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Sitting on pins and needles, anxiously waiting to see what will happen next, horror audiences crave the fear and exhilaration generated by a terrifying story; their anticipation is palpable. But they also breathe a sigh of relief when the action is over, when they are able to close their books or leave the movie theater. Whether serious, kitschy, frightening, or ridiculous Sitting on pins and needles, anxiously waiting to see what will happen next, horror audiences crave the fear and exhilaration generated by a terrifying story; their anticipation is palpable. But they also breathe a sigh of relief when the action is over, when they are able to close their books or leave the movie theater. Whether serious, kitschy, frightening, or ridiculous, horror not only arouses the senses but also raises profound questions about fear, safety, justice, and suffering. From literature and urban legends to film and television, horror's ability to thrill has made it an integral part of modern entertainment. Thomas Fahy and twelve other scholars reveal the underlying themes of the genre in The Philosophy of Horror. Examining the evolving role of horror, the contributing authors investigate works such as Mary Shelley's Frankenstein (1818), horror films of the 1930s, Stephen King's novels, Stanley Kubrick's adaptation of The Shining (1980), and Alfred Hitchcock's Psycho (1960). Also examined are works that have largely been ignored in philosophical circles, including Truman Capote's In Cold Blood (1965), Patrick S�skind's Perfume (1985), and James Purdy's Narrow Rooms (2005). The analysis also extends to contemporary forms of popular horror and "torture-horror" films of the last decade, including Saw (2004), Hostel (2005), The Devil's Rejects (2005), and The Hills Have Eyes (2006), as well as the ongoing popularity of horror on the small screen. The Philosophy of Horror celebrates the strange, compelling, and disturbing elements of horror, drawing on interpretive approaches such as feminist, postcolonial, Marxist, and psychoanalytic criticism. The book invites readers to consider horror's various manifestations and transformations since the late 1700s, probing its social, cultural, and political functions in today's media-hungry society.


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Sitting on pins and needles, anxiously waiting to see what will happen next, horror audiences crave the fear and exhilaration generated by a terrifying story; their anticipation is palpable. But they also breathe a sigh of relief when the action is over, when they are able to close their books or leave the movie theater. Whether serious, kitschy, frightening, or ridiculous Sitting on pins and needles, anxiously waiting to see what will happen next, horror audiences crave the fear and exhilaration generated by a terrifying story; their anticipation is palpable. But they also breathe a sigh of relief when the action is over, when they are able to close their books or leave the movie theater. Whether serious, kitschy, frightening, or ridiculous, horror not only arouses the senses but also raises profound questions about fear, safety, justice, and suffering. From literature and urban legends to film and television, horror's ability to thrill has made it an integral part of modern entertainment. Thomas Fahy and twelve other scholars reveal the underlying themes of the genre in The Philosophy of Horror. Examining the evolving role of horror, the contributing authors investigate works such as Mary Shelley's Frankenstein (1818), horror films of the 1930s, Stephen King's novels, Stanley Kubrick's adaptation of The Shining (1980), and Alfred Hitchcock's Psycho (1960). Also examined are works that have largely been ignored in philosophical circles, including Truman Capote's In Cold Blood (1965), Patrick S�skind's Perfume (1985), and James Purdy's Narrow Rooms (2005). The analysis also extends to contemporary forms of popular horror and "torture-horror" films of the last decade, including Saw (2004), Hostel (2005), The Devil's Rejects (2005), and The Hills Have Eyes (2006), as well as the ongoing popularity of horror on the small screen. The Philosophy of Horror celebrates the strange, compelling, and disturbing elements of horror, drawing on interpretive approaches such as feminist, postcolonial, Marxist, and psychoanalytic criticism. The book invites readers to consider horror's various manifestations and transformations since the late 1700s, probing its social, cultural, and political functions in today's media-hungry society.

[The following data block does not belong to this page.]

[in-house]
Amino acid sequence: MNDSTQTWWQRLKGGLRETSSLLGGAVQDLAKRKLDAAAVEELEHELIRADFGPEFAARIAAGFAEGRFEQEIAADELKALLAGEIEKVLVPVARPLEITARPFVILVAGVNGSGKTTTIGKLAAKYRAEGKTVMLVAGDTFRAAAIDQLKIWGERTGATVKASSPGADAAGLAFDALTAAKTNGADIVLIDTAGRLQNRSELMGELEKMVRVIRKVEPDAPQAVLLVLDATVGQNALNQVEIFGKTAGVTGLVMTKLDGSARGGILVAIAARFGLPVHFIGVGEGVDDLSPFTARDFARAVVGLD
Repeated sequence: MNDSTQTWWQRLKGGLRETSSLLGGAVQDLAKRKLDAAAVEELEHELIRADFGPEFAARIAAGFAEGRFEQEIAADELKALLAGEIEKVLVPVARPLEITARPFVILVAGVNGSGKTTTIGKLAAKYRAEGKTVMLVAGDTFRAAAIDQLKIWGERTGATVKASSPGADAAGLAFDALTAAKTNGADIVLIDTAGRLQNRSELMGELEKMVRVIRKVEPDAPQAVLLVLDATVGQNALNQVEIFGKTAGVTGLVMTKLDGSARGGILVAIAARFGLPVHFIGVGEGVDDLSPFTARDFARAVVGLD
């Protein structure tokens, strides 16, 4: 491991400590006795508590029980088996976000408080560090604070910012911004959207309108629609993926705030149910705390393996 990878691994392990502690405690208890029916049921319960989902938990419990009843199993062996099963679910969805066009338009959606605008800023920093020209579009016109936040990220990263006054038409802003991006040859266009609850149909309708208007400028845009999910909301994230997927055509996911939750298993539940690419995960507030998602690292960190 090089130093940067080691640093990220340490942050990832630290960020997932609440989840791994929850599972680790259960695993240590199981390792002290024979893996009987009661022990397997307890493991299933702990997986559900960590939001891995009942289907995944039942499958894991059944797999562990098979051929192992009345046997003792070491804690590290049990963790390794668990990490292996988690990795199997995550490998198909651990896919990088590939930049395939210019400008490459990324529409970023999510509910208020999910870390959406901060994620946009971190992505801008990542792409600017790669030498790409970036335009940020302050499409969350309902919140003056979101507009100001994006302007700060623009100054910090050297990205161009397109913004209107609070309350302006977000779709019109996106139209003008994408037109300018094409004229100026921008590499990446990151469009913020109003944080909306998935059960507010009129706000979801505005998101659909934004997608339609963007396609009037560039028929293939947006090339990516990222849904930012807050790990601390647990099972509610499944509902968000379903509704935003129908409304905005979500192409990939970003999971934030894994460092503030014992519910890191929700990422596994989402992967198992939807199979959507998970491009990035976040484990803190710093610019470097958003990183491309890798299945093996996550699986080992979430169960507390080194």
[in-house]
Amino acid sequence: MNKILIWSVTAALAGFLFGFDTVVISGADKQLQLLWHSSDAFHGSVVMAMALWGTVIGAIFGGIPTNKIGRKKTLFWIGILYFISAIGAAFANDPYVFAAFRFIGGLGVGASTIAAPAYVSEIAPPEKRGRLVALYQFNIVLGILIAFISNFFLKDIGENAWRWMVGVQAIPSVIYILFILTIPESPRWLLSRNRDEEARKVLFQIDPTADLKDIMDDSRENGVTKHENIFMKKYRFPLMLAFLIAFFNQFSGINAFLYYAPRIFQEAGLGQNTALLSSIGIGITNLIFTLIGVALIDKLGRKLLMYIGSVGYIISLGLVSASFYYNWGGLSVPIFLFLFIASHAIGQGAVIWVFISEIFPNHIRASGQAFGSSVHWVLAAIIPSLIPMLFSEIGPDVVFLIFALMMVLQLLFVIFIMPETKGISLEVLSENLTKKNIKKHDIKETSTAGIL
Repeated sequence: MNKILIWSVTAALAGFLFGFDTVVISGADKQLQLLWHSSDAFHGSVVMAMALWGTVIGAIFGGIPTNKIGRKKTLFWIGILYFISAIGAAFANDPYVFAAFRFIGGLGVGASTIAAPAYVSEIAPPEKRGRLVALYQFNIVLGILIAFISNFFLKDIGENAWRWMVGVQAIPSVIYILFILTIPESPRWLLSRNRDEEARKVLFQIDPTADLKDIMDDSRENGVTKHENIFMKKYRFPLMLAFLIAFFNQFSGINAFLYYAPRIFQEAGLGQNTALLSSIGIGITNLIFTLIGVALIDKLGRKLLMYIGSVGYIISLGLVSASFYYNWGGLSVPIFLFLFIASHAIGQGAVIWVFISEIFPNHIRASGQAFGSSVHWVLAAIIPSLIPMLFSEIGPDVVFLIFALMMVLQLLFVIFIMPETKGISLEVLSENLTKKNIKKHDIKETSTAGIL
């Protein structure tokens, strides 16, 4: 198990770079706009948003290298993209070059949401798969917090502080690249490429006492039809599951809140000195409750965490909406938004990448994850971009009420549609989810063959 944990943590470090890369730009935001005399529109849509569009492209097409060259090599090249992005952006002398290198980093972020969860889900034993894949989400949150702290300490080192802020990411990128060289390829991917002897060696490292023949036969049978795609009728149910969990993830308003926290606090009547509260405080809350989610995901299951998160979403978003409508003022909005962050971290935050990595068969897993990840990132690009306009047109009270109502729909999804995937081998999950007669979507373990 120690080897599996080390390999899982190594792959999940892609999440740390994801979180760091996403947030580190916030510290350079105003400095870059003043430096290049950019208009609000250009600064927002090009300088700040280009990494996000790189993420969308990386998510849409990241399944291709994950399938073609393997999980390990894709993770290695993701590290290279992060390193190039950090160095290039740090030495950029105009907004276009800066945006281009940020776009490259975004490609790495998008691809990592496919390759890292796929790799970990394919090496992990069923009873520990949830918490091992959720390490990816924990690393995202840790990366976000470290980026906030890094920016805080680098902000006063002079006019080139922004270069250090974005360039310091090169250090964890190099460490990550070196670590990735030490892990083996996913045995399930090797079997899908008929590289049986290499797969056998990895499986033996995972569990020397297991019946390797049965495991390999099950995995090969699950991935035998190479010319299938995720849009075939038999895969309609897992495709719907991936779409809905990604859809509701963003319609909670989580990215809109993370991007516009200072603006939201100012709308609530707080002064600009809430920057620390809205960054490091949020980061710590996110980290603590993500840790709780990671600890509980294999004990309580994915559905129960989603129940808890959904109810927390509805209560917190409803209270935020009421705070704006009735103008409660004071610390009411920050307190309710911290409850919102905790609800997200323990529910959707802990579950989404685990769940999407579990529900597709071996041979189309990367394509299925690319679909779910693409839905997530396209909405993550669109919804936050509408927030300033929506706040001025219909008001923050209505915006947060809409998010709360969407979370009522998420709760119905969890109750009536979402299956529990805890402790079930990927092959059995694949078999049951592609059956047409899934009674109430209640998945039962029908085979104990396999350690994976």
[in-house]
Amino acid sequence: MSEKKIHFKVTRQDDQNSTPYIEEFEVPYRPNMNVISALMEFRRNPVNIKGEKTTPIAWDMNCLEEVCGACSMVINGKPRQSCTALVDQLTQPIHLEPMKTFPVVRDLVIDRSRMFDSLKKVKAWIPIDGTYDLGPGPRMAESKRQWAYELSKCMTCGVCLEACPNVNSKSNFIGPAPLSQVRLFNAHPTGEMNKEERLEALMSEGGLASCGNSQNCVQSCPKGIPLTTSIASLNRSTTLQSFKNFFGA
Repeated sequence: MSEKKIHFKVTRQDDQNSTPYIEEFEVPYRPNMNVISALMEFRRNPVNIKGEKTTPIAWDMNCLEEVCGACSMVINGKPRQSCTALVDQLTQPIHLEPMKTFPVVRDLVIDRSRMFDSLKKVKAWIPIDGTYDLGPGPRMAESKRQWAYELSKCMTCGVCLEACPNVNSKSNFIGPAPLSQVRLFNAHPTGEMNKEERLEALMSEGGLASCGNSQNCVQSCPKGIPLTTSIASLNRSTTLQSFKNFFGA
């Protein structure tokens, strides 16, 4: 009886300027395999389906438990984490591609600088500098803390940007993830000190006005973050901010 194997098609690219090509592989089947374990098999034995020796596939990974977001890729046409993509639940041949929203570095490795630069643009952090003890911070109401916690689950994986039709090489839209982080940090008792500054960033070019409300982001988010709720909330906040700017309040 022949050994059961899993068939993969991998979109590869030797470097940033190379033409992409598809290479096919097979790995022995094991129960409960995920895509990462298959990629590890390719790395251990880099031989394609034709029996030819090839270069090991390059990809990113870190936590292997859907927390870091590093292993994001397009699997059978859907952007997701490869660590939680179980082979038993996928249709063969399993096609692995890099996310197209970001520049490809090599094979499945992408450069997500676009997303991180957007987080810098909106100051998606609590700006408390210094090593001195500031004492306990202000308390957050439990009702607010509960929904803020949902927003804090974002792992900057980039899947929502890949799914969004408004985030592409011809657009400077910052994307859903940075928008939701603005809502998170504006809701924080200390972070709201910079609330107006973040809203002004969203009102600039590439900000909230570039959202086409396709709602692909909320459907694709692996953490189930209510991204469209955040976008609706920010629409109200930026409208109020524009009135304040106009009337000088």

30 review for The Philosophy of Horror

  1. 5 out of 5

    Greg

    Very thought provoking, especially the essay comparing zombie social dynamics to Marxist theory

  2. 5 out of 5

    Frank Cernik

    This review has been hidden because it contains spoilers. To view it, click here. While generally an interesting and well-considered anthology, only two essays here concern me: ‘Through a Mirror, Darkly: Art-Horror as a Medium for Moral Reflection,’ by Philip Tallon, and ‘Shock Value: A Deleuzean Encounter with James Purdy’s Narrow Rooms,’ by Robert F. Gross. Tallon’s ‘Mirror’ expands a bit on Carroll’s Horror/Enlightenment speculation: in addition to violating cultural understandings of ‘Nature,’ Horror served as a moral warning against the Enlightenment’s veneration of reas While generally an interesting and well-considered anthology, only two essays here concern me: ‘Through a Mirror, Darkly: Art-Horror as a Medium for Moral Reflection,’ by Philip Tallon, and ‘Shock Value: A Deleuzean Encounter with James Purdy’s Narrow Rooms,’ by Robert F. Gross. Tallon’s ‘Mirror’ expands a bit on Carroll’s Horror/Enlightenment speculation: in addition to violating cultural understandings of ‘Nature,’ Horror served as a moral warning against the Enlightenment’s veneration of reason. According to Tallon, one of Horror’s lessons is that reason and its associated modes of intelligence, when uncoupled with a more restrictive and conservative kind of moral wisdom, can create new kinds of problems that we aren’t prepared to address. As such, Horror becomes a kind of complement to Hubris. As cultural values have shifted from the pursuit of rationality to an emphasis on relativism, though, Horror’s role has likewise shifted from antithesis to thesis: Horror attempts to create the kind of moral grounding that postmodernism would deny. For an evil to be compelling, it must be presented against shared values, and so Horror necessarily reinvigorates our senses of moral order. Taken together, these two modes of Horror mark it as a genre opposed to extreme viewpoints of both optimism (as expressed through hubris) and pessimism (in the form of absolute relativism). Gross’ ‘Shock Value’ is implicitly opposed to both Carroll and Tallon, inasmuch as it challenges the reductive assumptions of each, as marked by their respective kinds ‘interpretosis.’ In place of reductive interpretations and ‘molar’ beings, Gross explores Narrow Rooms as a ‘molecular’ site of complex multiplicities and anti-binary becomings. In the nature of his exploration is a resistance to cross application - there is not much in his close reading of the relationships in Narrow Rooms that could apply to those in The Babadook, for instance - but the method is no less exciting for that. This essay is something that I would very much enjoy using as a model. One of the things that I can take from this model, however, is the way that personal relationships in Narrow Rooms become more intense and affective through impersonal elements, and its treatment of the ways relationality is alternately enabled and foreclosed.